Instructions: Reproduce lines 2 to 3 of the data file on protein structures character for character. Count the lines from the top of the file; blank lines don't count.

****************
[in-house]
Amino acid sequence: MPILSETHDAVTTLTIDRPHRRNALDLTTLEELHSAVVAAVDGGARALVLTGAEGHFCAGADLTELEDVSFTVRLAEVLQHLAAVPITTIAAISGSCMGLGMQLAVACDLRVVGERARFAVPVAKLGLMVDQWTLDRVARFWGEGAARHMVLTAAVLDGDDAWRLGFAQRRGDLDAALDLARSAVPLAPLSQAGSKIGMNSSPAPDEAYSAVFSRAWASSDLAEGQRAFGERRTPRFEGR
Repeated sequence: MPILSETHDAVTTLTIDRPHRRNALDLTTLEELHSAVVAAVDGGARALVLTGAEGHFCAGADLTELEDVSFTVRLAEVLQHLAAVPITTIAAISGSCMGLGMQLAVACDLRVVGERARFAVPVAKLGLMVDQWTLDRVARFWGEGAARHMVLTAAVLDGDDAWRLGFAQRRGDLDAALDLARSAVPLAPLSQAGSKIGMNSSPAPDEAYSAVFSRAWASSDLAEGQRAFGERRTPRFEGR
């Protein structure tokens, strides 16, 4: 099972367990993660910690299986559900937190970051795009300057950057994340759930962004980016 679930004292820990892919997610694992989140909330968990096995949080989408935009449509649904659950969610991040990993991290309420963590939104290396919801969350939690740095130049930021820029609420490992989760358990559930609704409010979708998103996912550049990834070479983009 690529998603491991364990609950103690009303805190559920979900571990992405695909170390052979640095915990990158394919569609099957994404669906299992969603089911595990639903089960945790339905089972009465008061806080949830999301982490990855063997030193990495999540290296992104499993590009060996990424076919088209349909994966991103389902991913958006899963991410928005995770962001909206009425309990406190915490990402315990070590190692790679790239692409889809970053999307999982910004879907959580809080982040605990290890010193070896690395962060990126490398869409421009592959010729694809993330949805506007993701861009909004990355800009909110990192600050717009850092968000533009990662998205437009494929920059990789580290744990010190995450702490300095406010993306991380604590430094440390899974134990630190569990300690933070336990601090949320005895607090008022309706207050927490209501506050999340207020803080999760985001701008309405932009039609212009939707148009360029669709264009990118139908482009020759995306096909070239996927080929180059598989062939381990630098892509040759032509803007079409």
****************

Amino acid sequence: MPILSETHDAVTTLTIDRPHRRNALDLTTLEELHSAVVAAVDGGARALVLTGAEGHFCAGADLTELEDVSFTVRLAEVLQHLAAVPITTIAAISGSCMGLGMQLAVACDLRVVGERARFAVPVAKLGLMVDQWTLDRVARFWGEGAARHMVLTAAVLDGDDAWRLGFAQRRGDLDAALDLARSAVPLAPLSQAGSKIGMNSSPAPDEAYSAVFSRAWASSDLAEGQRAFGERRTPRFEGR
Repeated sequence: MPILSETHDAVTTLTIDRPHRRNALDLTTLEELHSAVVAAVDGGARALVLTGAEGHFCAGADLTELEDVSFTVRLAEVLQHLAAVPITTIAAISGSCMGLGMQLAVACDLRVVGERARFAVPVAKLGLMVDQWTLDRVARFWGEGAARHMVLTAAVLDGDDAWRLGFAQRRGDLDAALDLARSAVPLAPLSQAGSKIGMNSSPAPDEAYSAVFSRAWASSDLAEGQRAFGERRTPRFEGR